There’s a lot to enjoy in Audition – the relationships that Ryo has with his son, and his business partner are expressed well, and even a more minor character, that of one of his staff workers, is nicely fleshed out. His relationship with Asami is more unknowable because she is unknowable – if you thought Glenn Close’s character in Fatal Attraction was damaged wait until you meet Asami. At least Close’s character didn’t get jealous about dead people! In fact, Asami’s whole ethos seems to be ‘Love me and no one else’, which she actually says at one point.
There’s also some gentle humour throughout with some amusingly un-PC things being said. For example, Ryo’s housekeeper says at one juncture: ‘A man needs a woman to support him, otherwise he’ll exhaust himself’.
Audition is nicely shot and, although sedately paced, manages to hold one’s interest throughout. And, during the final act, its horror credentials kick in nicely, resulting in many fans of the film whispering to each other: ‘kiri, kiri, kiri’, which means ‘deeper, deeper, deeper’ in English’ – watch the film and you’ll understand!
One of Miike’s better films, Audition is certainly probably his most well-known and celebrated, and for good reason. Do yourself a favour and check it out…
Arrow Video are distributing Audition on DVD and Blu-ray. As per usual with Arrow Video there are some decent extras on the disc including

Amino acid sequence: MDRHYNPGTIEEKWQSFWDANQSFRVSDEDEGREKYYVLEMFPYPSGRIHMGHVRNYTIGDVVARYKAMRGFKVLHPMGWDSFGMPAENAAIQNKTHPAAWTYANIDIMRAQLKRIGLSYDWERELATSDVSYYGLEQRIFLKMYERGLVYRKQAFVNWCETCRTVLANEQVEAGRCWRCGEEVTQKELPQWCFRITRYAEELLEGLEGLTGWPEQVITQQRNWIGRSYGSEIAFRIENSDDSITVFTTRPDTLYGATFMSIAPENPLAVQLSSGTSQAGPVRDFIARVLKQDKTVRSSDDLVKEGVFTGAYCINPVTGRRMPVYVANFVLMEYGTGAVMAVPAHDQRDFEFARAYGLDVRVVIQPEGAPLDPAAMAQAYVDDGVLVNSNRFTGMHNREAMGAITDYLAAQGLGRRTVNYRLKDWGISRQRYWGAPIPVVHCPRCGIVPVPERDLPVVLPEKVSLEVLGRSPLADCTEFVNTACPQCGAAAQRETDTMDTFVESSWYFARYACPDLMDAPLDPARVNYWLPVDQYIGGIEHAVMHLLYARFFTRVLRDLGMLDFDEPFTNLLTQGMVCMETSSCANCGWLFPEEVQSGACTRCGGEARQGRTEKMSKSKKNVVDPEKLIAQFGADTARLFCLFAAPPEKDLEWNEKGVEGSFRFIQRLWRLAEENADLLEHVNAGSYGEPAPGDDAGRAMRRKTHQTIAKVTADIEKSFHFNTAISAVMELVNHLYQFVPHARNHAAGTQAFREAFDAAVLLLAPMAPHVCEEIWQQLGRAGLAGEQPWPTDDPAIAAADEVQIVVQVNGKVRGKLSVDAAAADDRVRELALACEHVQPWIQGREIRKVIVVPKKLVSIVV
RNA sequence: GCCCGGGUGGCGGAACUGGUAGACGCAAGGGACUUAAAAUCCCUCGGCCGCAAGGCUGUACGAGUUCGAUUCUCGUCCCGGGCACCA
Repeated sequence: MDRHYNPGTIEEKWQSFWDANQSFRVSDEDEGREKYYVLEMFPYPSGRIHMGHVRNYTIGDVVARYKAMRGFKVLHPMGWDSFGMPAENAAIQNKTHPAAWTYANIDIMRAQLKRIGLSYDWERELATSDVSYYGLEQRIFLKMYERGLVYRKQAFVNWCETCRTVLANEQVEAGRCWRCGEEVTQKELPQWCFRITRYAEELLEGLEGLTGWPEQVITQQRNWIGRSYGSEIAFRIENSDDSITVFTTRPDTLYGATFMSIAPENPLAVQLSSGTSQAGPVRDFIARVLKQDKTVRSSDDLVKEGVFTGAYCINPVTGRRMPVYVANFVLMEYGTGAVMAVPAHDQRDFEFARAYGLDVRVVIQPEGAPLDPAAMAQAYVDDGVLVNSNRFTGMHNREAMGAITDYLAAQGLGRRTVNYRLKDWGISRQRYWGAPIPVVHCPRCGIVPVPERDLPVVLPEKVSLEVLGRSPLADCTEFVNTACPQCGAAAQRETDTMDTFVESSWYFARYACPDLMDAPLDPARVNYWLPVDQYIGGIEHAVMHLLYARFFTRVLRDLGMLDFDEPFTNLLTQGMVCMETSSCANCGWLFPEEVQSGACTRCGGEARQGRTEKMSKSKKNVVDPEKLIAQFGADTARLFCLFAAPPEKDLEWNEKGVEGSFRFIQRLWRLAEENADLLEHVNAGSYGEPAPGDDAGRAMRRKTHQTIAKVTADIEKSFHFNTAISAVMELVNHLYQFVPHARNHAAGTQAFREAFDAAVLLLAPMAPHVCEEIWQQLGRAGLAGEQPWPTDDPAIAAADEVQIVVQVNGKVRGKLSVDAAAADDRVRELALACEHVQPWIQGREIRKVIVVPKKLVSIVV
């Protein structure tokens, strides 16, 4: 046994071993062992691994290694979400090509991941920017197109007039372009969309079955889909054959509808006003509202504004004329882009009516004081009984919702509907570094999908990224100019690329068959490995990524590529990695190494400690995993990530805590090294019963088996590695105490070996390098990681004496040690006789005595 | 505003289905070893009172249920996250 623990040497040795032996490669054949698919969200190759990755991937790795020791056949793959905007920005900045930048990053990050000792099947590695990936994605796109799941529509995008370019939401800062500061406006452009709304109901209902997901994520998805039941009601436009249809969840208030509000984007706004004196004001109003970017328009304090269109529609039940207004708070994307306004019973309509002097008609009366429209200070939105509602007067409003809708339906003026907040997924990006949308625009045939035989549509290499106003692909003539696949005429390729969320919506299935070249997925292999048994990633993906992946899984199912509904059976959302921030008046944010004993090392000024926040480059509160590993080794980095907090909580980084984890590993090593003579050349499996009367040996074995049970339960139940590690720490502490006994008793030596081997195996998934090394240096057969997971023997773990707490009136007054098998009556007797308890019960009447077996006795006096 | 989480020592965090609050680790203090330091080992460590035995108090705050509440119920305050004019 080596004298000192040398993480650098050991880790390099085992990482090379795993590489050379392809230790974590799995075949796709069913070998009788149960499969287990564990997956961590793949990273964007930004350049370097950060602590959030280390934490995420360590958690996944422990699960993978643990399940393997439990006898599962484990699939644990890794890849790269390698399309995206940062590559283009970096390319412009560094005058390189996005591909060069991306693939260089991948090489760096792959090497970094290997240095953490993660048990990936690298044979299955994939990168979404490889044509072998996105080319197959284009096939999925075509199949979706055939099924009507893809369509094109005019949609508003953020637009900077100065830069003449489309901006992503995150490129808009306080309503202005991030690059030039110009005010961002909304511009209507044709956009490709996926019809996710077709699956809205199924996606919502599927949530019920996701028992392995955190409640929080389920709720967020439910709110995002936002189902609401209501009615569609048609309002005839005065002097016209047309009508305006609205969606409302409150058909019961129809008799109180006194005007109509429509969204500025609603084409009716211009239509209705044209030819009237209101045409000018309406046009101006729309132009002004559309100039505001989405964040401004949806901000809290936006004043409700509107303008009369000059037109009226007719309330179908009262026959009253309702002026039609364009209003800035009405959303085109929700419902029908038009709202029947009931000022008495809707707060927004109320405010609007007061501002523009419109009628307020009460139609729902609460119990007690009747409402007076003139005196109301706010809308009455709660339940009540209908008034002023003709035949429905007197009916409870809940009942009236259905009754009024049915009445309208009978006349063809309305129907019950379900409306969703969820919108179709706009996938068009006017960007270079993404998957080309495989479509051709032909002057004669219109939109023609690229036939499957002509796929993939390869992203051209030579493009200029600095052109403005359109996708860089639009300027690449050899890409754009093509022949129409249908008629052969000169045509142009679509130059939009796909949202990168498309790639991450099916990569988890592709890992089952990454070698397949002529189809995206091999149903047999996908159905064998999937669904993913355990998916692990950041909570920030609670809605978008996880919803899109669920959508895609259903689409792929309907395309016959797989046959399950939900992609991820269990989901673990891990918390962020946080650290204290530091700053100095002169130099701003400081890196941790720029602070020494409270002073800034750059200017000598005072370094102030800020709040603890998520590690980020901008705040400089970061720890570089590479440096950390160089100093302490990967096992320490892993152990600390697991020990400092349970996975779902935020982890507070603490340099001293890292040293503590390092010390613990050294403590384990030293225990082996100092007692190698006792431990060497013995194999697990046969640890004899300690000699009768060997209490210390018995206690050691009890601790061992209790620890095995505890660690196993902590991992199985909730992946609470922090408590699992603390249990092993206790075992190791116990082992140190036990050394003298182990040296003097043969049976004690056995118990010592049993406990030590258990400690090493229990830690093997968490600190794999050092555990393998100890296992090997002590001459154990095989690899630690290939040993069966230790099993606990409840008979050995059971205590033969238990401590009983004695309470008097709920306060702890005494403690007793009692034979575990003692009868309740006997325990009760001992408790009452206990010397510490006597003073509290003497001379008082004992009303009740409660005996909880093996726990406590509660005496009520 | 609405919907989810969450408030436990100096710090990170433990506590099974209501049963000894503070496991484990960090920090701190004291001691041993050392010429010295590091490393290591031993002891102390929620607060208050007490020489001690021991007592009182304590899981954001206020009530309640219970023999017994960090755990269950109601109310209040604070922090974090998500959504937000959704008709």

A commentary by Takashi Miike & scriptwriter Daisuke Tengan
A commentary by Tom Mes
Takashi Miike: Ties that bind (30 mins) – Miike talks about the movie and how he was surprised at how popular it has become internationally. He also sees the source novel as being a love letter to a model that the author had the hots for. He also talks about how he constantly changes his style and subject matter as doesn’t want to be labelled as a horror director.
Ryo Ishibashi: Tokyo – Hollywood (16 mins) – Ryo talks about how he started off in a band, ARB, before falling into films with his first, called A Homance. He also talks about trying not to be typecast as a Yakuza gangster, and how he sees Audition as being a bit like Stephen King’s Misery.
Eihi Shiina: From Audition to Vampire Girl (20 mins) Eihi talks about the film, and her experiences of finding Audition fans the world over. She started out as a model and is a big film fan as her dad used to own a video rental store. She didn’t appear at any film festivals for the film, but she did later for Tokyo Gore Police and for Vampire Girl Vs Frankenstein Girl.
Renji Ishibashi: Miike’s Toy (21 mins) – Renji, who plays the crazy man in the wheelchair, talks about Miike’s style of directing and about his experiences working on other films with the prolific director.
Ren Osugi – The man in the bag speaks (16 mins) – Ren talks about how Miike never stops shooting and how charming a guy he actually is.
An appreciation by Tony Ray (35 mins) – Tony shares his knowledge on the film with the viewer. Apparently Audition was the third film that Miike shot that year, and he talks about how Audition plays on men’s fears that ‘women can be dangerous’!
Japanese trailer (1.38 mins) and International trailer (1.16 mins). The Japanese one is more graphic.
Stills gallery (17 stills)